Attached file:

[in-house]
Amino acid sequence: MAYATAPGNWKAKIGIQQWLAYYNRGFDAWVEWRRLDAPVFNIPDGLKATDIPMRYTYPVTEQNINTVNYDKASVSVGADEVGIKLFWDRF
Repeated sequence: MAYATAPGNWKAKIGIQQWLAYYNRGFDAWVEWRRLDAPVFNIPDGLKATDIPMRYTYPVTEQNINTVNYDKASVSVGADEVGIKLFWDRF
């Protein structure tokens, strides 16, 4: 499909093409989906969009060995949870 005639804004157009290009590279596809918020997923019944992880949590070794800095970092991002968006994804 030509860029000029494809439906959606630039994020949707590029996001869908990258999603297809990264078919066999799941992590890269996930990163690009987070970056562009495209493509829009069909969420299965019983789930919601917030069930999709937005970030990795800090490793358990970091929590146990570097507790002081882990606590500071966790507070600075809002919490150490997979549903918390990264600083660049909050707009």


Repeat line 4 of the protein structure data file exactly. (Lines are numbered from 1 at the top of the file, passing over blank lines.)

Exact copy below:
């Protein structure tokens, strides 16, 4: 499909093409989906969009060995949870 005639804004157009290009590279596809918020997923019944992880949590070794800095970092991002968006994804 030509860029000029494809439906959606630039994020949707590029996001869908990258999603297809990264078919066999799941992590890269996930990163690009987070970056562009495209493509829009069909969420299965019983789930919601917030069930999709937005970030990795800090490793358990970091929590146990570097507790002081882990606590500071966790507070600075809002919490150490997979549903918390990264600083660049909050707009």